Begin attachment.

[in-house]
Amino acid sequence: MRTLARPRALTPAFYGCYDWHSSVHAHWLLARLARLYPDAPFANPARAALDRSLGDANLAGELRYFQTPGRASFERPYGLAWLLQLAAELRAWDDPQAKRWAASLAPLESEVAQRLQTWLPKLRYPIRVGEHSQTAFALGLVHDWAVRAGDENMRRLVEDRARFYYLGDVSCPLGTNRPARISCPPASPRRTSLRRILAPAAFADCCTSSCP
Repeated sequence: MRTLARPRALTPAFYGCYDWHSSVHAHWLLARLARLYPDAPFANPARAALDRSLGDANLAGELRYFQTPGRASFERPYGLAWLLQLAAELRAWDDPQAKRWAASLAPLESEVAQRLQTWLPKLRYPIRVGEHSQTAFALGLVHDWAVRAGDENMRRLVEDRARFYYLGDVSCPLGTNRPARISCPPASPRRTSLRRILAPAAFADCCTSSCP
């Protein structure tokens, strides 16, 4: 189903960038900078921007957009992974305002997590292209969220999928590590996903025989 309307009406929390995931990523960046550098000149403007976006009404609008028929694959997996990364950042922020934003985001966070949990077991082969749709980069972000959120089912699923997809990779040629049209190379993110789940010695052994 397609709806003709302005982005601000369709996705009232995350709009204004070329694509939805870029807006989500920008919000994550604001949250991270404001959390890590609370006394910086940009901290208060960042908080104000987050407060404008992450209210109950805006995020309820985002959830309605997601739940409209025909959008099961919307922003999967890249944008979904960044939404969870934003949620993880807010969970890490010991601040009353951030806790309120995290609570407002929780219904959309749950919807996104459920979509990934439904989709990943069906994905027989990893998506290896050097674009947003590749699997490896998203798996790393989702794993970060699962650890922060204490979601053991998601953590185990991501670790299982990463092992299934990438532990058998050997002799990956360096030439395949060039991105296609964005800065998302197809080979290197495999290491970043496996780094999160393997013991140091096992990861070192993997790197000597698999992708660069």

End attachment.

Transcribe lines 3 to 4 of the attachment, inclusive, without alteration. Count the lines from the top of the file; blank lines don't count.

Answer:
Repeated sequence: MRTLARPRALTPAFYGCYDWHSSVHAHWLLARLARLYPDAPFANPARAALDRSLGDANLAGELRYFQTPGRASFERPYGLAWLLQLAAELRAWDDPQAKRWAASLAPLESEVAQRLQTWLPKLRYPIRVGEHSQTAFALGLVHDWAVRAGDENMRRLVEDRARFYYLGDVSCPLGTNRPARISCPPASPRRTSLRRILAPAAFADCCTSSCP
């Protein structure tokens, strides 16, 4: 189903960038900078921007957009992974305002997590292209969220999928590590996903025989 309307009406929390995931990523960046550098000149403007976006009404609008028929694959997996990364950042922020934003985001966070949990077991082969749709980069972000959120089912699923997809990779040629049209190379993110789940010695052994 397609709806003709302005982005601000369709996705009232995350709009204004070329694509939805870029807006989500920008919000994550604001949250991270404001959390890590609370006394910086940009901290208060960042908080104000987050407060404008992450209210109950805006995020309820985002959830309605997601739940409209025909959008099961919307922003999967890249944008979904960044939404969870934003949620993880807010969970890490010991601040009353951030806790309120995290609570407002929780219904959309749950919807996104459920979509990934439904989709990943069906994905027989990893998506290896050097674009947003590749699997490896998203798996790393989702794993970060699962650890922060204490979601053991998601953590185990991501670790299982990463092992299934990438532990058998050997002799990956360096030439395949060039991105296609964005800065998302197809080979290197495999290491970043496996780094999160393997013991140091096992990861070192993997790197000597698999992708660069």